Tennessee held Janzen Jackson's position for him.
And now, the freshman is welcome to be one of the Vols again.
Officially cleared of all attempted armed robbery charges on Monday, Jackson was back on the practice field Tuesday, working with the first team and preparing for a return to the starting lineup at Kentucky on Saturday (TV: ESPNU, 7 p.m.). Considering how the Vols have fared without him during the last three games, they were clearly glad to have him back.
"I think it does help a ton for us, defense and special teams," said coach Lane Kiffin, who announced Jackson's reinstatement at his 12:30 p.m. press conference. "Janzen is a great player, and I think it's very obvious when you look at stats. When he's not played for us, we've played the worst that we've played on defense all season long. He's missed the last three games, and prior to those three games we had given up the least explosive plays in the country on defense.
"When a play breaks, he's always the last line. We've missed that, so it'll be good having that back."
Kiffin didn't exactly rush to the decision to bring him back, but once Jackson was cleared by the police, the District Attorney's office and UT student affairs, it wasn't a hard one to make.
Ultimately Jackson served a two-game suspension during the investigation into what role he might have played in the incident including dismissed freshmen teammates Nu'Keese Richardson and Mike Edwards. This came after Jackson missed the Memphis game for an unrelated and undisclosed violation of team rules. But with that cleared up, the Vols (6-5, 3-4 SEC) are putting their focus back on the role he can play for a banged-up defense against the Wildcats (7-4, 3-4).
"Oh man, he looked good," defensive tackle Dan Williams said. "The defense felt some energy, everybody was running around - it's always good to have Janzen back there. He's a good athlete, and he can really help us out back there.
"I mean, today was just a normal practice. He was just back in the rotation, and he looked like he'd never missed a day."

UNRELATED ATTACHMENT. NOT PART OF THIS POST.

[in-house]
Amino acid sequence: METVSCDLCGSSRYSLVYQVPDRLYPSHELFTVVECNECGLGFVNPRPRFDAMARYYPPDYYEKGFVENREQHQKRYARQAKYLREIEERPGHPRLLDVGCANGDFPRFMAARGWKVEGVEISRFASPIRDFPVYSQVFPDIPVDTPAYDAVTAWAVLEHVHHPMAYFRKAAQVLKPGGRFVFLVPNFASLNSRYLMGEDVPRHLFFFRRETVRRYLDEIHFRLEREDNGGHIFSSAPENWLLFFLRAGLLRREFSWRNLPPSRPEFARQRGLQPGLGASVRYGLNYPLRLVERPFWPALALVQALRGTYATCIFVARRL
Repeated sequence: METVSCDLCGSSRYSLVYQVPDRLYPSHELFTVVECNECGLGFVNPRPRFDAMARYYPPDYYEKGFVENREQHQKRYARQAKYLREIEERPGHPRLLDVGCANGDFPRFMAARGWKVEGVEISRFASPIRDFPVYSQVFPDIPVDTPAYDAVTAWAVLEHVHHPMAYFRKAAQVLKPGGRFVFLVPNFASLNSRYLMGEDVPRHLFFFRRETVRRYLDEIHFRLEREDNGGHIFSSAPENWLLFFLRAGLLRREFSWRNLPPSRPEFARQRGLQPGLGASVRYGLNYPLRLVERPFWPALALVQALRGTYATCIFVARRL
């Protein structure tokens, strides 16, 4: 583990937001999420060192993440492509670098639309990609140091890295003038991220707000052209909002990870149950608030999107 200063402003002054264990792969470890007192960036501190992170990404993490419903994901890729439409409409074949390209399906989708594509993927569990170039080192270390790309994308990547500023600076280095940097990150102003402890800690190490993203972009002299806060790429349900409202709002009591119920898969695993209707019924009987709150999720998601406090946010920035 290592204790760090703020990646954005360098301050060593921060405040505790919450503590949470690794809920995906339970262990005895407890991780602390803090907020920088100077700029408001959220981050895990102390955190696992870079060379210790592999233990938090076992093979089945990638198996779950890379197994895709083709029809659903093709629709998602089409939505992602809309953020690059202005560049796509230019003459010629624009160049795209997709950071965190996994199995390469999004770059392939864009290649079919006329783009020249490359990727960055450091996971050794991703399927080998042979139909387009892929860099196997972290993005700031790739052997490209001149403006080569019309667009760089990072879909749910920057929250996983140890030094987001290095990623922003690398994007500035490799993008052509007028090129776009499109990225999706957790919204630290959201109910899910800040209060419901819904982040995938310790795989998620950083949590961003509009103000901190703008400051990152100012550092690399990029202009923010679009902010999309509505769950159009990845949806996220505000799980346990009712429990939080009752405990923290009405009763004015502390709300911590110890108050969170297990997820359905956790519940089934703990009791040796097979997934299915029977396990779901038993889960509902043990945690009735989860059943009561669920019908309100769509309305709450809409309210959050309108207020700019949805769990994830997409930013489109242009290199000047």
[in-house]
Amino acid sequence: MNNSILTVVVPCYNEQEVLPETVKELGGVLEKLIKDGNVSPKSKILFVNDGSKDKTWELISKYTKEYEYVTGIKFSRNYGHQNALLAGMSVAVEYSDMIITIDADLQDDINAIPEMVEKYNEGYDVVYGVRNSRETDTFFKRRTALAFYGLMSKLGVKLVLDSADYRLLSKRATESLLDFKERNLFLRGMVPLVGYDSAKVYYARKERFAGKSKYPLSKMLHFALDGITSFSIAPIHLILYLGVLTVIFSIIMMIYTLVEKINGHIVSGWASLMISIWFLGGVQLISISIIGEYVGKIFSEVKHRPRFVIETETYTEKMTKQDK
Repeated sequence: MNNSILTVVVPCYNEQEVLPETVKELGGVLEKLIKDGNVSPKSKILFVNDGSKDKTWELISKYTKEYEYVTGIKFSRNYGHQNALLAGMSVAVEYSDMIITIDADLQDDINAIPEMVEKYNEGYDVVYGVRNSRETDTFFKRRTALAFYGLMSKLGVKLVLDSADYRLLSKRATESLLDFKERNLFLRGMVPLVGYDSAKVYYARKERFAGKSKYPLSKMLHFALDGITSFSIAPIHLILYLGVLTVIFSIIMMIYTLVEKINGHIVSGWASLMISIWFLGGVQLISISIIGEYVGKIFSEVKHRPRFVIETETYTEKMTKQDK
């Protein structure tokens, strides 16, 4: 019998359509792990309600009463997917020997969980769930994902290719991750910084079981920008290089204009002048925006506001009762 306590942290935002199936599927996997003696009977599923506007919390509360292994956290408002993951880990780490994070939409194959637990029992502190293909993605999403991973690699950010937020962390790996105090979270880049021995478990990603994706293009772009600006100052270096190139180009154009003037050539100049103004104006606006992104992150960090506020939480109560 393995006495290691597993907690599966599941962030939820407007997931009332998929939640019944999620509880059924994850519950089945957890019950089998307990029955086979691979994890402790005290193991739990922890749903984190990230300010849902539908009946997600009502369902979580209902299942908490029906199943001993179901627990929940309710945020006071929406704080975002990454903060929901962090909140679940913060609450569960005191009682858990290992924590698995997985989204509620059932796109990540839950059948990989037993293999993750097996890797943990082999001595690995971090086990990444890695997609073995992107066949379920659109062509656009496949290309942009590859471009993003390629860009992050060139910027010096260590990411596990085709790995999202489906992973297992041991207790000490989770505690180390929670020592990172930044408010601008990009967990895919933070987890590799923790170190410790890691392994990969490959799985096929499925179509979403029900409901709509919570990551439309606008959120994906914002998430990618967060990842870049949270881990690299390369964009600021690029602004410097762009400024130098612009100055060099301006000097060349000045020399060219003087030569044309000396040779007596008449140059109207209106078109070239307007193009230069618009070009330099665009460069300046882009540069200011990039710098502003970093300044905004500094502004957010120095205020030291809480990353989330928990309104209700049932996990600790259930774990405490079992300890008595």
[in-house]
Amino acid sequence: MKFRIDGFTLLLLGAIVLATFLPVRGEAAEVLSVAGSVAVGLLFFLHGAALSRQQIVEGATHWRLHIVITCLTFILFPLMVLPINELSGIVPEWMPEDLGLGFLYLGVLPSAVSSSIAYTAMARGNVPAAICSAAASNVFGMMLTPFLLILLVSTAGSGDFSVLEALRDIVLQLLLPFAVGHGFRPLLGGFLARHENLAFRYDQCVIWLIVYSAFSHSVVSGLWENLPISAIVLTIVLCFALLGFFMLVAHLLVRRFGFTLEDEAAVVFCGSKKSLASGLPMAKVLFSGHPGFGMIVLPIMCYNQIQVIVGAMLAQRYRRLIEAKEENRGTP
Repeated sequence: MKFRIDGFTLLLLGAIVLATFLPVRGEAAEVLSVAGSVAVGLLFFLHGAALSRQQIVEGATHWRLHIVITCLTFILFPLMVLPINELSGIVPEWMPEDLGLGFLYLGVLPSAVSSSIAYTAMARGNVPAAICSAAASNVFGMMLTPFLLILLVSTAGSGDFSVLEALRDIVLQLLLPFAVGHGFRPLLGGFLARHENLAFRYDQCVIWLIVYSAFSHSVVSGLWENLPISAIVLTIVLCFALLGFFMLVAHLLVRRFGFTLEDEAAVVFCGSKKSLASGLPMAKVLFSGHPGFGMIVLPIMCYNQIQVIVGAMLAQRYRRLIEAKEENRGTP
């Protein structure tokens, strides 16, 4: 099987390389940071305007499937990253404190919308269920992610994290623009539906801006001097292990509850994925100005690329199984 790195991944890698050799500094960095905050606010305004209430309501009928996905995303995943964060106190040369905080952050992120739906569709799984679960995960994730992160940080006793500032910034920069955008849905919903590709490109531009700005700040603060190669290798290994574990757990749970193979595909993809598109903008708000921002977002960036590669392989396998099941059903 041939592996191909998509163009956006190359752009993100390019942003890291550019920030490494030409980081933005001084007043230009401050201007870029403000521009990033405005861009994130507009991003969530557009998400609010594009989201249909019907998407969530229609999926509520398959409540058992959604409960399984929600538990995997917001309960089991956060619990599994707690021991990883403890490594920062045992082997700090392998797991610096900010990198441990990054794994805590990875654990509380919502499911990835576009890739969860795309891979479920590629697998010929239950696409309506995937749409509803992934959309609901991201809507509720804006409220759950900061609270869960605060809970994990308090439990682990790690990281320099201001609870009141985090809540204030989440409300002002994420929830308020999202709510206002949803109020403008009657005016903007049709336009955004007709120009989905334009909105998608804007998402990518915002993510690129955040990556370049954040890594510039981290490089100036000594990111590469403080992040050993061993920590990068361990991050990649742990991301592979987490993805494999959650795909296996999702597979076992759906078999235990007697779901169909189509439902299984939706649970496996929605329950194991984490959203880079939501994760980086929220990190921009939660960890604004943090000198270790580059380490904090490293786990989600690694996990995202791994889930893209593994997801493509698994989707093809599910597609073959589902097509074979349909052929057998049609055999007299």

It will certainly provide a lift if Jackson picks up right where he left off in the middle of a potential freshman All-America season.
The Vols looked like one of the nation's best defenses in the four games prior to Jackson's absence against Memphis, and since then they've been decidedly average - or worse against Ole Miss. A few more injuries and a lengthy layoff for Jackson might make it a challenge to fix all their issues, but the Vols at least aren't expecting the latter to be a problem.
"Janzen is a very intelligent football player, you can tell by the way that he plays, how he's always running to the ball, knows where it's going," Kiffin said. "He's had a few weeks off so he'll have to get back in the rhythm of practice and the rhythm of the game. But I expect him to play really well because he does take football so serious and studies it so much, I don't think there will be a drop-off.
"I think he's very relieved. This has been very difficult on him. As I said, he was cleared of any wrongdoing or any knowledge at all of this situation happening, and so part of you feels bad for him in a way because he's had to go through this. Him and his family have had to go through being on SportsCenter, his name tagged with this incident, missing the last two games because of this. I know he's excited to be back and he's ready to go."
The Vols put that to the test Tuesday, and Jackson easily slid back into his starting role and looked plenty at ease to be there.
That seemed to have a contagious effect as well, and not just because it made the unit look healthier.
"He's been happy ever since I saw him Saturday," safety Eric Berry said. "He's just been grinning ear to ear and really been having fun, running around. It's hard to see him without a smile on his face. I saw him (Monday) in class and he was smiling for no reason.
"He's just back to his old self, just having a good time."
Now he's free to do it all back at his old position.